The History of Probus Clubs
The Probus Club movement was formed in the United Kingdom in 1965. Often sponsored by Rotary International, Probus Clubs cater for the interests of retired or semi-retired professional or business people. The name Probus is a portmanteau of the words PROfessional and BUSinessman. Each club is autonomous. The movement is now world wide.
Since 1985, the Rotary International Board has encouraged Rotary clubs to initiate projects that address the needs of a growing senior (over 60) population.
In 1974, Probus expanded into New Zealand and by 1976 the idea had spread to Australia. The first Probus club for seniors in North America was sponsored by the Rotary Club of Galt in Cambridge, Ontario, Canada in in 1987.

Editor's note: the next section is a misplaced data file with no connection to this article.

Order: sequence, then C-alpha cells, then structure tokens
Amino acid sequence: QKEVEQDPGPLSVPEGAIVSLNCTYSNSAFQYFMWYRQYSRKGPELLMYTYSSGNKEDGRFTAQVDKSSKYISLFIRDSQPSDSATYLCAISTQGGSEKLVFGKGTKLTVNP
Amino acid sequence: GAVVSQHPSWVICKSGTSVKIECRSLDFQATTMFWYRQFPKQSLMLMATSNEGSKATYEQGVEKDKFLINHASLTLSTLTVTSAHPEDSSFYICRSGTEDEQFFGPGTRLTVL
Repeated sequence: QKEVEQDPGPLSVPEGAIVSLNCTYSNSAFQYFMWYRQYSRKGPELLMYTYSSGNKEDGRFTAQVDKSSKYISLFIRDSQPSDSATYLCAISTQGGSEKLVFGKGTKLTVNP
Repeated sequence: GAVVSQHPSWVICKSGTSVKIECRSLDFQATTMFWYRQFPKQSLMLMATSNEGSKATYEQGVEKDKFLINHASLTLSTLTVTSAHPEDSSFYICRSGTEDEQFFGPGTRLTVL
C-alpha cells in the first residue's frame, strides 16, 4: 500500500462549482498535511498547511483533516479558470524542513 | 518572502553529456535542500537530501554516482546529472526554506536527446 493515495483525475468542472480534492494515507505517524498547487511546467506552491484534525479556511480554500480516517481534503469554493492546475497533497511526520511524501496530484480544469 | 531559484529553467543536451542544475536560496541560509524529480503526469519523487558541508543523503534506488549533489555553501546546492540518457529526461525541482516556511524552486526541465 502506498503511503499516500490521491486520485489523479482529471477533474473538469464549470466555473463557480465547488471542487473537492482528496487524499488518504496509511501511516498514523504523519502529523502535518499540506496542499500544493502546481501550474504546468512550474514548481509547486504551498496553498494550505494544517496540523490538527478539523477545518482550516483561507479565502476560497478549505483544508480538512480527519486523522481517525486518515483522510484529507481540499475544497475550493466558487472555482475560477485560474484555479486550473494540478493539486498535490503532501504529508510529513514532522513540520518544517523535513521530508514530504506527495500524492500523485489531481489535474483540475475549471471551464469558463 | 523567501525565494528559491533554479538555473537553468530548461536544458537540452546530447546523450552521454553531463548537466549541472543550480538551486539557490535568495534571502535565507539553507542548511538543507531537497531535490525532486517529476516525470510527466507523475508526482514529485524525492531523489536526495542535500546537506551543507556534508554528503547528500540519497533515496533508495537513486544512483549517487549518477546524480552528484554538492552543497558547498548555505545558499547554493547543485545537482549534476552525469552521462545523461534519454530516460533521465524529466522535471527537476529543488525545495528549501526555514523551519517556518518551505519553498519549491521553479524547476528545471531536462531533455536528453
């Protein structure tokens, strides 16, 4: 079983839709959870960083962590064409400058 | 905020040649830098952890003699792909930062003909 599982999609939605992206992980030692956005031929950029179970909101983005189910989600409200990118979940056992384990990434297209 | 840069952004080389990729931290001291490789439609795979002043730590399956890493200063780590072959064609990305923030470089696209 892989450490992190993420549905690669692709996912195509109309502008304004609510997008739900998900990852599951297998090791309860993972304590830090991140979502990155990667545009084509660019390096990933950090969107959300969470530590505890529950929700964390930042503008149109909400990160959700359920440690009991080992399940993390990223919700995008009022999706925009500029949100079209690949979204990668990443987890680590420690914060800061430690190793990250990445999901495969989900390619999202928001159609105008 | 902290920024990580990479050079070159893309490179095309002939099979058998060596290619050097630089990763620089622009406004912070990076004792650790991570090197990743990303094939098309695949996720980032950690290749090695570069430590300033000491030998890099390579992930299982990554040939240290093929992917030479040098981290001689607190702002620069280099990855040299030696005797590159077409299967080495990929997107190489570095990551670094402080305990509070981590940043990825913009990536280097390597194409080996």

Although Probus membership has its greatest concentrations in the United Kingdom, Australia and New Zealand, clubs today exist in all parts of the world, including US, Belgium, India, South Africa and several other countries in Africa and Asia.
Probus clubs have no central governing body but Probus Centres have been established internationally by country to disseminate information and assist clubs. Offices are staffed largely by volunteers and operating costs are met by member contributions.
By 2002, there were over 325,000 members in approximately 4,500 Probus clubs worldwide.
The Cromwell Probus Club of St Ives, Cambridgeshire was formed in 1984 and has 50 members